Please use this identifier to cite or link to this item: https://hdl.handle.net/2440/91603
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dc.contributor.authorSmithers, B.M.en
dc.contributor.authorFahey, P.P.en
dc.contributor.authorCorish, T.en
dc.contributor.authorGotley, D.C.en
dc.contributor.authorFalk, G.L.en
dc.contributor.authorSmith, G.S.en
dc.contributor.authorKiroff, G.K.en
dc.contributor.authorClouston, A.D.en
dc.contributor.authorWatson, D.I.en
dc.contributor.authorWhiteman, D.C.en
dc.date.issued2010en
dc.identifier.citationMedical Journal of Australia, 2010; 193(10):572-577en
dc.identifier.issn0025-729Xen
dc.identifier.issn1326-5377en
dc.identifier.urihttp://hdl.handle.net/2440/91603-
dc.description.abstractOBJECTIVE: To document presenting symptoms, investigations and management for Australian patients with oesophageal adenocarcinoma (OAC), gastro-oesophageal junction adenocarcinoma (GOJAC) and oesophageal squamous cell carcinoma (OSCC). DESIGN, SETTING AND PARTICIPANTS: Cross-sectional study of a population-based sample of 1100 Australian patients aged 18-79 years with histologically confirmed oesophageal cancer diagnosed in 2002-2005, using data from cancer registries and treatment centres, supplemented with clinical information collected through medical record review in 2006-2007 and mortality information collected in 2008. MAIN OUTCOME MEASURES: Prevalence of primary symptoms, and staging investigations and treatment modalities used. RESULTS: The primary presenting symptom was dysphagia, which was self-reported by 41%, 39% and 48% of patients with OAC, GOJAC and OSCC, respectively. Less common symptoms were reflux, chest pain, bleeding and weight loss. All patients underwent endoscopy, most had a staging computed tomography scan (OAC 93%, GOJAC 95% and OSCC 93%), and about half had positron emission tomography scans (OAC 51%, GOJAC 44% and OSCC 42%). Pretreatment tumour stage was reported in 25% of records, and could be derived from results of investigations in a further 23%, but the remaining half lacked sufficient information to ascribe a pretreatment stage. Curative treatments were attempted for 60% of OAC, 88% of GOJAC and 65% of OSCC patients. Surgery was performed on 52% of OAC, 83% of GOJAC and 41% of OSCC patients. About two-thirds of surgical patients received additional therapies. CONCLUSIONS: With anticipated increases in oesophageal cancer incidence, the resources required to diagnose and manage patients with oesphageal cancer are also likely to rise. Our data provide a baseline from which to plan for the future care of patients with cancers of the oesophagus.en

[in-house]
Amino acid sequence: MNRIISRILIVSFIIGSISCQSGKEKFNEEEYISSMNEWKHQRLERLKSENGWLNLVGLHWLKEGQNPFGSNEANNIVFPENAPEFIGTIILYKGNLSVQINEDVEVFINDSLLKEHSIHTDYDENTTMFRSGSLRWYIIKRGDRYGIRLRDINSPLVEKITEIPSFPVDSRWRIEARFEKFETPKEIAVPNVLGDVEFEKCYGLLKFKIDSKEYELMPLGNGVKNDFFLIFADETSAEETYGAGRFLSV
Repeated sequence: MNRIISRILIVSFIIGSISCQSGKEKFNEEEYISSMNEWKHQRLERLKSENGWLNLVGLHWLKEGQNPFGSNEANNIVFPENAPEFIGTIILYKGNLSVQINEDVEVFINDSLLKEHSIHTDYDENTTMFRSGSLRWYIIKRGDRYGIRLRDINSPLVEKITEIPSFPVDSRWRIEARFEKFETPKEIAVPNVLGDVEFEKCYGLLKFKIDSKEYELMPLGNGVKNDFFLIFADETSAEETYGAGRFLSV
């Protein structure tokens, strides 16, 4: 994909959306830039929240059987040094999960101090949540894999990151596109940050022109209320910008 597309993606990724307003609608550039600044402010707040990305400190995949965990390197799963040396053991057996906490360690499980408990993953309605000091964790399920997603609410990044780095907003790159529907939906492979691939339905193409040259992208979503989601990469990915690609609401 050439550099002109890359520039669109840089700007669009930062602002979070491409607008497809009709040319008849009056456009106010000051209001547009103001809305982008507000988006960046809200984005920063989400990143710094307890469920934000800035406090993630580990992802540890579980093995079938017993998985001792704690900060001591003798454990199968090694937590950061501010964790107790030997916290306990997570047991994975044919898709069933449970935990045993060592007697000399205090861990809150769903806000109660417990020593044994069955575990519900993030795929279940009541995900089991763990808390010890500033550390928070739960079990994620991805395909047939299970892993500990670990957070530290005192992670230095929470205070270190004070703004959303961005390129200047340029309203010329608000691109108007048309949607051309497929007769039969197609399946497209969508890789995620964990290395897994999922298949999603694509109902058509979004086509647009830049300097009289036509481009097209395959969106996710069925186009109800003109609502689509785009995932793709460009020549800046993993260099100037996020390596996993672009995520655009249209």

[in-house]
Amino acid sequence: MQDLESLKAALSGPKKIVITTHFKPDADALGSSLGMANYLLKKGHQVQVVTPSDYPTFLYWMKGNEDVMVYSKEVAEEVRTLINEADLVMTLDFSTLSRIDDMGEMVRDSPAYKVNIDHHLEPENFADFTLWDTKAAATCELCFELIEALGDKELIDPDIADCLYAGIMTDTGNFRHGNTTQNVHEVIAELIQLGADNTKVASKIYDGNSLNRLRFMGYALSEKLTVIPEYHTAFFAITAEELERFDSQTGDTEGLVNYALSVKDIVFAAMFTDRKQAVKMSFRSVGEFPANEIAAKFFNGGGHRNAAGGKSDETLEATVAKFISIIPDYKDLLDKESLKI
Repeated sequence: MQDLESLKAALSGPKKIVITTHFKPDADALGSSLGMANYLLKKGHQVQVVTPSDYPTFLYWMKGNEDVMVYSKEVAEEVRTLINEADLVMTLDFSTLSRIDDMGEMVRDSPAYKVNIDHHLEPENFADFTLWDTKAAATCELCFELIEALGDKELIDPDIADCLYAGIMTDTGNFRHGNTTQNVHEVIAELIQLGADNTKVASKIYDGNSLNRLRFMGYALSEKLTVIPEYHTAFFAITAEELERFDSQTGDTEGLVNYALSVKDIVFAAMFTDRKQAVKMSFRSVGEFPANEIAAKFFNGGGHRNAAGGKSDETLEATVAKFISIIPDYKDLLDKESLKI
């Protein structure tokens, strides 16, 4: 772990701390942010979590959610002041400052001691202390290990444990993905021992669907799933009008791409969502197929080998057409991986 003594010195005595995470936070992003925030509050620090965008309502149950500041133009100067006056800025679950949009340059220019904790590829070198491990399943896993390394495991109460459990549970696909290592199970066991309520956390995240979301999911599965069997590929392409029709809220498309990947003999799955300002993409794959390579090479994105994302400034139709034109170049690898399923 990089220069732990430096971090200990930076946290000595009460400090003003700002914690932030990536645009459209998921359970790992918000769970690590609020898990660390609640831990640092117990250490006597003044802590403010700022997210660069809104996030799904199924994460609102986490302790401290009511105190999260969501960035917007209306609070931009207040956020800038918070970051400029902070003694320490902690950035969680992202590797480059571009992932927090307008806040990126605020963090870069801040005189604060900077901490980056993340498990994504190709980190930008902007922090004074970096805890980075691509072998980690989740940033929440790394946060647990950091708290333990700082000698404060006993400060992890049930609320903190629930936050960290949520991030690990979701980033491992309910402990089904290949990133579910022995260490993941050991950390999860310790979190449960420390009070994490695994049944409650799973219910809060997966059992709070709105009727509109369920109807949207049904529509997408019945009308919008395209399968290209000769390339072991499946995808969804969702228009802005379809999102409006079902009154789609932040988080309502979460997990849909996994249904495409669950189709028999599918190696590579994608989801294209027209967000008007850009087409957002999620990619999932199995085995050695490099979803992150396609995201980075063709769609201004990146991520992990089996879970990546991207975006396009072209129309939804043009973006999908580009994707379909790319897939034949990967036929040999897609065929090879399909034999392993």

dc.description.statementofresponsibilityBernard M Smithers, Paul P Fahey, Tracie Corish, David C Gotley, Gregory L Falk, Garett S Smith, George K Kiroff, Andrew D Clouston, David I Watson and David C Whitemanen
dc.language.isoenen
dc.publisherAustralasian Medical Publishing Companyen
dc.rights© Australasian Medical Publishing Companyen
dc.source.urihttps://www.mja.com.au/journal/2010/193/10/symptoms-investigations-and-management-patients-cancer-oesophagus-and-gastroen
dc.subjectEsophagogastric Junction; Adenocarcinoma; Carcinoma, Squamous Cell; Esophageal Neoplasms; Incidence; Prevalence; Neoplasm Staging; Sex Distribution; Aged; Cross-Sectional Studies; Deglutition Disordersen
dc.titleSymptoms, investigations and management of patients with cancer of the oesophagus and gastro-oesophageal junction in Australiaen
dc.typeJournal articleen
dc.identifier.doi10.5694/j.1326-5377.2010.tb04064.xen
pubs.publication-statusPublisheden
dc.identifier.orcidKiroff, G.K. [0000-0003-0523-5311]en
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